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What to make of the New Jersey Online Gambling Poll

25 February 2011 by admin

Fairleigh dickinson u-logoThe staff of Online Casino Suite is unanimous in our support for online gambling regulation in the U.S. state of New Jersey. However, we are split on confidence that such a thing will happen. Some worry that because Christie is a Republican with greater political aspirations, he could back away from the controversial bill and veto it. I was much more confident, seeing nothing in Christie’s platform or ideology that would prevent signing it. And then something happened that shook even my confidence: the Feirleigh Dickinson poll.

As OCS reported two days ago, a poll conducted by Fairleigh Dickinson University’s PublicMind said that only 26% of New Jersey residents support online gambling while 67% oppose the idea. That’s certainly not good news for proponents of the legislation. As someone who criticized the Obama administration for “ignoring the will of the people” regarding healthcare reform, the stimulus bill and other unpopular laws, Christie might not be willing to sign legislation that is now found to be unpopular in New Jersey. To be honest, I’m shocked that this poll or another like it wasn’t released sooner. Is there seriously no one who polled the residents about this before the bill was drafted?

If Christie is unsure about whether to sign the bill, the PublicMind poll is a good reason to use his veto. The important thing to ask is what the poll means. Are a majority of Jerseyans against online gambling? Well, maybe.

PublicMind1500x1350It’s important to remember that polls aren’t always accurate gauges of public opinion. To begin with, there is the typical response bias, which means that the results can be skewed by how the question is asked (is it a push poll?) or how the responder thinks the question should be answered. There is also a strong bias in that when polling people, you only get answers from people who elect to participate in the poll. Those with no strong feelings on a subject are less likely to respond. Polls can also have sampling errors. All of this is why it’s important to get polling data from multiple sources. We don’t have that. Instead, we have only one source: PublicMind, the opinion research center of Fairleigh Dickinson University.

Since that is the only data we have, let’s look deeper at the poll itself. Between February 7, 2011 and February 13, 2011, PublicMind conducted a telephone poll of a randomly selected sample of 801 registered voters in the state of New Jersey. They list the margin of error as +/-3.5%. As to how the questions are worded, that seems to have been done in a fair way in regards to online gambling.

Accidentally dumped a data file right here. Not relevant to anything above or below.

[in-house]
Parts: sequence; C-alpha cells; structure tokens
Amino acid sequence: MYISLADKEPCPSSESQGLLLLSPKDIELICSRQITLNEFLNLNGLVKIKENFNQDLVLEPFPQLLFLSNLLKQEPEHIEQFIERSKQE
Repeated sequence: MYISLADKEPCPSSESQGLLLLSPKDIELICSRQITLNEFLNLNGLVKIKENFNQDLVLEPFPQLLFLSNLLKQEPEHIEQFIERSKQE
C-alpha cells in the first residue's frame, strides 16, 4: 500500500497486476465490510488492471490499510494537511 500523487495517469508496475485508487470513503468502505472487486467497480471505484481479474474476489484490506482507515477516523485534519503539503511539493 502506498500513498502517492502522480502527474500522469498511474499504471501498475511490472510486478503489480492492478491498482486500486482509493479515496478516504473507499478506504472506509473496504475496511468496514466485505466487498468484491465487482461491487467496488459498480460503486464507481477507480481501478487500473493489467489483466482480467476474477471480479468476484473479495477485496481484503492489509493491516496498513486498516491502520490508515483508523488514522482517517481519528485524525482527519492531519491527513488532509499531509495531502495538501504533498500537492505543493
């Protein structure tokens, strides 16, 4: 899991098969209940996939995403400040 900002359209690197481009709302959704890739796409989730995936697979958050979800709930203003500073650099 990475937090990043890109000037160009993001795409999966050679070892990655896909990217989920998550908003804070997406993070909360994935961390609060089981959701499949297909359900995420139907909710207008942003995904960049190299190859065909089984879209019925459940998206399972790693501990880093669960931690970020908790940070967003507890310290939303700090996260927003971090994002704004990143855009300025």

The sports betting questions were a little more leading. For example, one question said that “Some people say lots of people bet on sports anyway, so government should allow it and tax it. Others say legal betting on sports is a bad idea because it promotes too much gambling and can corrupt sports. Which comes closer to your view?” To that question, 55% said to allow it and 37% said sports betting is a bad idea. A simpler question, which simply asked if sports betting should be legalized, without mentioning corrupting sports, got an answer of 62% in favor and 32% opposed. It’s the same question, but got a different response because of how it was worded.

Now let’s look at the questions for online gambling. None of the questions mentioned anything negative or positive about online gambling. They didn’t mention problem gambling, crime, reducing the state’s deficit, increasing freedom or anything like that. A typical question was “do you favor or oppose allowing New Jersey casinos to run betting games online, over the internet, for people in New Jersey?” There is no chance for that wording to sway anyone and to that particular question, 27% were in favor, 65% opposed and 8% unsure.

Another interesting thing is that 75% of respondents said that over the past 12 months they had never participated in an office betting pool for the Super Bowl or any other game. In another question, 66% of respondents said that they had not been to a casino or slots parlor. That means that the people who responded to the survey tended to not participate in gambling in any form. Does that skew the results? Perhaps.

Everyone who participated in the survey was also asked to identify their political party (Democrat, independent or Republican). There was no statistically significant difference between political party and their opinion on internet gambling, suggesting that the opinions are rather bipartisan. Men were slightly more likely to favor online gambling than women, though.

After reading the entire survey, it certainly seems fair, but I would like to see a poll from more than one source on this issue. Until another one comes along, though, the only data we have shows that the majority of New Jersey residents oppose online gambling. That means Governor Christie’s decision just got a lot tougher.

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